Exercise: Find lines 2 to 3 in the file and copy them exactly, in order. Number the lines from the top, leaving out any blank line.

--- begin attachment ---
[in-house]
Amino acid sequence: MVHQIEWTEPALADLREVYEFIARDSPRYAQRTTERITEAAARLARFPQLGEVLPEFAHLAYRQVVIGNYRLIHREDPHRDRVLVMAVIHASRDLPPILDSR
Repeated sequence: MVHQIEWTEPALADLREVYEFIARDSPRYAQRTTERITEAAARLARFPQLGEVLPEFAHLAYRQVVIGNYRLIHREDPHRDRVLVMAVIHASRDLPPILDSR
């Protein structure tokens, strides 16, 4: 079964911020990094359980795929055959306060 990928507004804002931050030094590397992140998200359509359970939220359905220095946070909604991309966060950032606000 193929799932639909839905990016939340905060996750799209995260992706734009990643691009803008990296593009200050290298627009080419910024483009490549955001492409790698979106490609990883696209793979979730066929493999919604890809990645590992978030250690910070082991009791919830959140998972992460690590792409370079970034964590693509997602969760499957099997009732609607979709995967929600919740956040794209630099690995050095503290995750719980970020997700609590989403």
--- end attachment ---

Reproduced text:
Amino acid sequence: MVHQIEWTEPALADLREVYEFIARDSPRYAQRTTERITEAAARLARFPQLGEVLPEFAHLAYRQVVIGNYRLIHREDPHRDRVLVMAVIHASRDLPPILDSR
Repeated sequence: MVHQIEWTEPALADLREVYEFIARDSPRYAQRTTERITEAAARLARFPQLGEVLPEFAHLAYRQVVIGNYRLIHREDPHRDRVLVMAVIHASRDLPPILDSR